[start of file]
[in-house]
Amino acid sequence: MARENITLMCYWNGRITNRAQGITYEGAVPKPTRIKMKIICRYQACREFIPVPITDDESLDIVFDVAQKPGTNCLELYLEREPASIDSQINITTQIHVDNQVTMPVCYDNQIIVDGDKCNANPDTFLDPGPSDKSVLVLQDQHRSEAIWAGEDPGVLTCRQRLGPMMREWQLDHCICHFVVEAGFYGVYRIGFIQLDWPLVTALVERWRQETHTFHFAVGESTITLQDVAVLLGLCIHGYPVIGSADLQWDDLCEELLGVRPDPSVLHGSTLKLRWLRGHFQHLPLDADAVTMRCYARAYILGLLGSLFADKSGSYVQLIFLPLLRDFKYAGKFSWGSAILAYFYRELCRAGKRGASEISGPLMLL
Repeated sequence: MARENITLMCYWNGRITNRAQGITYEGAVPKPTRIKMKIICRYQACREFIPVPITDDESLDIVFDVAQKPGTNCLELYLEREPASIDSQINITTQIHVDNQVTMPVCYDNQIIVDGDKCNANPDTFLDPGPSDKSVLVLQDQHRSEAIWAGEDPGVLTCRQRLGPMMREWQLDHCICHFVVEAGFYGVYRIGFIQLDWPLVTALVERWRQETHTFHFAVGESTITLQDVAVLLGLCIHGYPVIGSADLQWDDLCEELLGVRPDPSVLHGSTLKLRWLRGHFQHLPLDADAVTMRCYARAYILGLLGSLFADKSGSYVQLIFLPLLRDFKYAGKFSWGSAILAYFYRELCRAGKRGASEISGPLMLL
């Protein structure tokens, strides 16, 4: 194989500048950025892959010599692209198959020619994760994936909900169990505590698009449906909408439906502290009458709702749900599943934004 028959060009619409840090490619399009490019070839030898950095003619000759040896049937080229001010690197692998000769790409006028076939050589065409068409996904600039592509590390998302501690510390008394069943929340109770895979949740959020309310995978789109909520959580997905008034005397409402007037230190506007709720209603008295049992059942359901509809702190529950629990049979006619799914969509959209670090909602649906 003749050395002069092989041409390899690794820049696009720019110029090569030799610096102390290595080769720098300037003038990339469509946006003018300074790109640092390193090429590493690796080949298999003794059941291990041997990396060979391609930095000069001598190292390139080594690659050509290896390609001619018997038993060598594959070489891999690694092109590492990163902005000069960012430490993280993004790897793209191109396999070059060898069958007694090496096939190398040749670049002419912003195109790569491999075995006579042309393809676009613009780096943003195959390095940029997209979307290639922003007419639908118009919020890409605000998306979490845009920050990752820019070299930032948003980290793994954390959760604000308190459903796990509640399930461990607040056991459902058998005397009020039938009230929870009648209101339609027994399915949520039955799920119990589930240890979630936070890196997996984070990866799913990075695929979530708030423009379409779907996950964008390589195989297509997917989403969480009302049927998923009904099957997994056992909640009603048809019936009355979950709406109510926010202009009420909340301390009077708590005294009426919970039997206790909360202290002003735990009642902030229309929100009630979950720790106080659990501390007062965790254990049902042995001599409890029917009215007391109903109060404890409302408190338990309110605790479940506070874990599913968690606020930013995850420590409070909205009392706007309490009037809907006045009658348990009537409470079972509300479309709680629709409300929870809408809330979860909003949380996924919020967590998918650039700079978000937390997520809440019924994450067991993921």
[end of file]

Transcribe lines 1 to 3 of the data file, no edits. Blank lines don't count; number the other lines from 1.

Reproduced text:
[in-house]
Amino acid sequence: MARENITLMCYWNGRITNRAQGITYEGAVPKPTRIKMKIICRYQACREFIPVPITDDESLDIVFDVAQKPGTNCLELYLEREPASIDSQINITTQIHVDNQVTMPVCYDNQIIVDGDKCNANPDTFLDPGPSDKSVLVLQDQHRSEAIWAGEDPGVLTCRQRLGPMMREWQLDHCICHFVVEAGFYGVYRIGFIQLDWPLVTALVERWRQETHTFHFAVGESTITLQDVAVLLGLCIHGYPVIGSADLQWDDLCEELLGVRPDPSVLHGSTLKLRWLRGHFQHLPLDADAVTMRCYARAYILGLLGSLFADKSGSYVQLIFLPLLRDFKYAGKFSWGSAILAYFYRELCRAGKRGASEISGPLMLL
Repeated sequence: MARENITLMCYWNGRITNRAQGITYEGAVPKPTRIKMKIICRYQACREFIPVPITDDESLDIVFDVAQKPGTNCLELYLEREPASIDSQINITTQIHVDNQVTMPVCYDNQIIVDGDKCNANPDTFLDPGPSDKSVLVLQDQHRSEAIWAGEDPGVLTCRQRLGPMMREWQLDHCICHFVVEAGFYGVYRIGFIQLDWPLVTALVERWRQETHTFHFAVGESTITLQDVAVLLGLCIHGYPVIGSADLQWDDLCEELLGVRPDPSVLHGSTLKLRWLRGHFQHLPLDADAVTMRCYARAYILGLLGSLFADKSGSYVQLIFLPLLRDFKYAGKFSWGSAILAYFYRELCRAGKRGASEISGPLMLL